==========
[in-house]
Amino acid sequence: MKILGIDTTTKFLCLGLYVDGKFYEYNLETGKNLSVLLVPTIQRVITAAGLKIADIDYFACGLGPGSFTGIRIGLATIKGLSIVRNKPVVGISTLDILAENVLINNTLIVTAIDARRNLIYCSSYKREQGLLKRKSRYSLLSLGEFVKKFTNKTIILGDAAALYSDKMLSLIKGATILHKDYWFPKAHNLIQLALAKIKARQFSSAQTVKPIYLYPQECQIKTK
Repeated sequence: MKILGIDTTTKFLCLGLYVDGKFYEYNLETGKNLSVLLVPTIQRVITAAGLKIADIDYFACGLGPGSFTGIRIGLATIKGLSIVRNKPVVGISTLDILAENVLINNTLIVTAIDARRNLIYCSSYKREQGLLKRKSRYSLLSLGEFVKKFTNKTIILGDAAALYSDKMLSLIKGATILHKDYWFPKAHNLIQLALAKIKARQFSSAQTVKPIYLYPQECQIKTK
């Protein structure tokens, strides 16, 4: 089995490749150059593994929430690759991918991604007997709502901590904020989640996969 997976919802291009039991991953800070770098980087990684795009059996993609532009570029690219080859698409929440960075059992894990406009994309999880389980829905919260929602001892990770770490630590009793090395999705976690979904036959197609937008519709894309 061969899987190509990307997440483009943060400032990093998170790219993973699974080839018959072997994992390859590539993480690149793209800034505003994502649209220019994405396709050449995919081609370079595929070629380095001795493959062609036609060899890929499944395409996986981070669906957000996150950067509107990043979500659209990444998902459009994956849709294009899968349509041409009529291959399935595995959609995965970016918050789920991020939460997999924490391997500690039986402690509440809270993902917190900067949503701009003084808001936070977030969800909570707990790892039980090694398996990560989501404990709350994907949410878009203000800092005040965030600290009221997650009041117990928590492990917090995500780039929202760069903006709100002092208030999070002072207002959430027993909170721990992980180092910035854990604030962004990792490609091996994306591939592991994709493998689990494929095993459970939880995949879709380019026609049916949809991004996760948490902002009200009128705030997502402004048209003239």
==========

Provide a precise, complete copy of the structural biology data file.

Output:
[in-house]
Amino acid sequence: MKILGIDTTTKFLCLGLYVDGKFYEYNLETGKNLSVLLVPTIQRVITAAGLKIADIDYFACGLGPGSFTGIRIGLATIKGLSIVRNKPVVGISTLDILAENVLINNTLIVTAIDARRNLIYCSSYKREQGLLKRKSRYSLLSLGEFVKKFTNKTIILGDAAALYSDKMLSLIKGATILHKDYWFPKAHNLIQLALAKIKARQFSSAQTVKPIYLYPQECQIKTK
Repeated sequence: MKILGIDTTTKFLCLGLYVDGKFYEYNLETGKNLSVLLVPTIQRVITAAGLKIADIDYFACGLGPGSFTGIRIGLATIKGLSIVRNKPVVGISTLDILAENVLINNTLIVTAIDARRNLIYCSSYKREQGLLKRKSRYSLLSLGEFVKKFTNKTIILGDAAALYSDKMLSLIKGATILHKDYWFPKAHNLIQLALAKIKARQFSSAQTVKPIYLYPQECQIKTK
């Protein structure tokens, strides 16, 4: 089995490749150059593994929430690759991918991604007997709502901590904020989640996969 997976919802291009039991991953800070770098980087990684795009059996993609532009570029690219080859698409929440960075059992894990406009994309999880389980829905919260929602001892990770770490630590009793090395999705976690979904036959197609937008519709894309 061969899987190509990307997440483009943060400032990093998170790219993973699974080839018959072997994992390859590539993480690149793209800034505003994502649209220019994405396709050449995919081609370079595929070629380095001795493959062609036609060899890929499944395409996986981070669906957000996150950067509107990043979500659209990444998902459009994956849709294009899968349509041409009529291959399935595995959609995965970016918050789920991020939460997999924490391997500690039986402690509440809270993902917190900067949503701009003084808001936070977030969800909570707990790892039980090694398996990560989501404990709350994907949410878009203000800092005040965030600290009221997650009041117990928590492990917090995500780039929202760069903006709100002092208030999070002072207002959430027993909170721990992980180092910035854990604030962004990792490609091996994306591939592991994709493998689990494929095993459970939880995949879709380019026609049916949809991004996760948490902002009200009128705030997502402004048209003239």